If you are relying on the consent of the data subject to render lawful your processing of their data then consent must be freely given, specific, informed and unambiguous. There must be some form of clear positive action on the part of individual to indicate consent. In other words, there must be a positive opt in. Consent cannot be inferred from silence, pre-ticked boxes or inactivity. Consent to data processing must be separate from other terms and conditions. It cannot be buried in the small print. You will need to provide simple ways for people to withdraw consent.

If you are providing services to children, in particular online services, you must ensure that any privacy notice is written in plain, clear, simple language appropriate to the age of the child. If you are providing online services to children under 16, they cannot give consent themselves. Instead, consent is required from a person with “parental responsibility”.

Under the GDPR individuals have rights in respect of their data. These include:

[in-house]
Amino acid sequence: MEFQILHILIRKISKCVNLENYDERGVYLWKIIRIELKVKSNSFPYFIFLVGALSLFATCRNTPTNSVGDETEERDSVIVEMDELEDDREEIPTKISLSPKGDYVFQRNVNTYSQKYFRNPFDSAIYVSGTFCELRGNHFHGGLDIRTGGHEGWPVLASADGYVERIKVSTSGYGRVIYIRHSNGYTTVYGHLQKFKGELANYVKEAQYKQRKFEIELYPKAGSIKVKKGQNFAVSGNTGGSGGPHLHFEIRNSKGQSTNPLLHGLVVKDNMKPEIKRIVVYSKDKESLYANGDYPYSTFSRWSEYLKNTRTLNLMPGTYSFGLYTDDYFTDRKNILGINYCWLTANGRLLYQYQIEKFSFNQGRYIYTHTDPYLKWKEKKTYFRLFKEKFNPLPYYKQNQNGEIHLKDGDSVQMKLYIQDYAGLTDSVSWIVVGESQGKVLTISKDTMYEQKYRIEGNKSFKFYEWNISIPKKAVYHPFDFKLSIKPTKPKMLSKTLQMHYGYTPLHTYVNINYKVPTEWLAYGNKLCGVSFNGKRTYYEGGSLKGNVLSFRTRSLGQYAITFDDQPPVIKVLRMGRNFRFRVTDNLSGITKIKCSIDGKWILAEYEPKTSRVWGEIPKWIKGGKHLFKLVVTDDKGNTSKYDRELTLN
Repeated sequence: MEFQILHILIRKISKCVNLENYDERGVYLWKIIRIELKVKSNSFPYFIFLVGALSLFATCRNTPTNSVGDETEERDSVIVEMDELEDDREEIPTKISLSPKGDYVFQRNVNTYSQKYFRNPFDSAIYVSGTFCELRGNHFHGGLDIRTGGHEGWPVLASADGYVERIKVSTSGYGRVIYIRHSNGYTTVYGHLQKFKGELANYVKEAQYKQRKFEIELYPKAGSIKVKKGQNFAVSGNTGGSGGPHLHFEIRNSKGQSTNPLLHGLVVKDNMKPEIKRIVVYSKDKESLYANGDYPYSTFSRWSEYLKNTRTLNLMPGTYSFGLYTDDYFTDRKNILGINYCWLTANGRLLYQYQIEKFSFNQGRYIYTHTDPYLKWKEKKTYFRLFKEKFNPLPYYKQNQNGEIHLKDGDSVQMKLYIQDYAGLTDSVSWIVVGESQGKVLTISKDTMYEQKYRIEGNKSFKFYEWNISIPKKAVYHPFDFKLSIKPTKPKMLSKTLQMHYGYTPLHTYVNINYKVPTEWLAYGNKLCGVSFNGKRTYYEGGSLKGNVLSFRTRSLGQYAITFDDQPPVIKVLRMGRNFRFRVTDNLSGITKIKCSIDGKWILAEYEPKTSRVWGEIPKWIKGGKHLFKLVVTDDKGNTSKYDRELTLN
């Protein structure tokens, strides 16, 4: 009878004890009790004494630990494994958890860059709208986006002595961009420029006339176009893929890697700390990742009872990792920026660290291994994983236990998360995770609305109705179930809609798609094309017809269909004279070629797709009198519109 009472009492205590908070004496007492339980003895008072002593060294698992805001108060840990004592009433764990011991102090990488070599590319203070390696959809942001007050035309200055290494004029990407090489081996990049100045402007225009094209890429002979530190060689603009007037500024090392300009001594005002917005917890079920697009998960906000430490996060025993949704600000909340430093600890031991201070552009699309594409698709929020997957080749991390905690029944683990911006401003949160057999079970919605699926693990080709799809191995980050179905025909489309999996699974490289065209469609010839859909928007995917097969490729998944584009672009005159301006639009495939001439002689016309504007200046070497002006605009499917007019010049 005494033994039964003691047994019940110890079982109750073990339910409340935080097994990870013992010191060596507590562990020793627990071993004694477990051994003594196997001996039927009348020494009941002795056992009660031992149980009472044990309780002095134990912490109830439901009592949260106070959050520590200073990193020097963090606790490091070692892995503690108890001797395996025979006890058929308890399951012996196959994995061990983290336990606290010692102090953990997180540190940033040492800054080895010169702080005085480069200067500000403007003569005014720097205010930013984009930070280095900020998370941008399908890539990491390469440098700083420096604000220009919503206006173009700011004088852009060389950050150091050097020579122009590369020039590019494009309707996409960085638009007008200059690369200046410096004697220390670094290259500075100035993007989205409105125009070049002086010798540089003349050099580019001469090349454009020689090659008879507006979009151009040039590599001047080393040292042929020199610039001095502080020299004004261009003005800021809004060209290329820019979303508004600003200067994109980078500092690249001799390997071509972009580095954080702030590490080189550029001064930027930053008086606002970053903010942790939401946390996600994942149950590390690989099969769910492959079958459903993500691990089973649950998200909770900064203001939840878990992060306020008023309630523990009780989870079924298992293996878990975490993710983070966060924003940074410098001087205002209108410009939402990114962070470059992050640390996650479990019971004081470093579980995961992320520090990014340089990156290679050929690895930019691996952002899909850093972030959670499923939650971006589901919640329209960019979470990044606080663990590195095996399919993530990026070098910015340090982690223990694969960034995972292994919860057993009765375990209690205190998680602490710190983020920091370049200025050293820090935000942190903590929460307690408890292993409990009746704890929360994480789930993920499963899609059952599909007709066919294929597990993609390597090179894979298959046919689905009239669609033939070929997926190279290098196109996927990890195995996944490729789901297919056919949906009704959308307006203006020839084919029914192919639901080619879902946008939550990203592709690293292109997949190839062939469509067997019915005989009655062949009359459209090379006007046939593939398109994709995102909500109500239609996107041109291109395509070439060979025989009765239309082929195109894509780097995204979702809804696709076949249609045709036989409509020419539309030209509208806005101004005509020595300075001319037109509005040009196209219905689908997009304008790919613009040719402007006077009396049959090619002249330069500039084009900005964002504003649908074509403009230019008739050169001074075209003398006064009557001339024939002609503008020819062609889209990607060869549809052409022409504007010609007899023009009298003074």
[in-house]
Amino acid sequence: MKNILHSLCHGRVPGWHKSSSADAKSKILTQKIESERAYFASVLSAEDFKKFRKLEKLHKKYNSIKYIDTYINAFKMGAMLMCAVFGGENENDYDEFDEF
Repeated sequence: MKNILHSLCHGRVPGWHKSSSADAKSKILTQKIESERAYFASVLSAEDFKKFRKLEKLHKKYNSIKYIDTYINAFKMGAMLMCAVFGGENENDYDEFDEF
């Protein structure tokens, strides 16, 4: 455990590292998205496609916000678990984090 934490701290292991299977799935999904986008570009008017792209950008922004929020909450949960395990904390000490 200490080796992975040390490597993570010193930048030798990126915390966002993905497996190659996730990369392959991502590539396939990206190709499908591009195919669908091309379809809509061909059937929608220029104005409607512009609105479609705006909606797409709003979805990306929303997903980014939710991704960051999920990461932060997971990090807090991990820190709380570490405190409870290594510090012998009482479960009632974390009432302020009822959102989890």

1. The right to be informed.

This means providing “fair processing information”, usually through a privacy notice or policy. The information must be concise, transparent, intelligible and easily accessible. It must be written in clear and plain language, particularly if addressed to a child and, finally, it must be free of charge.

  1. The right of access

Under the GDPR individuals have the right to obtain:

  • Confirmation that their data is being processed;
  • Access the personal data; and other supplementary information, which should, in any event, be provided in any privacy notice.

These rights are similar to those under the old Data Protection Act. There are, however, two important changes. The first is that, in most cases, you can no longer charge a fee for the provision of information. The second change is that the information requested must be provided without delay, and at the latest within one month of the receipt of the request. This can be extended if the requests are complex or repetitive.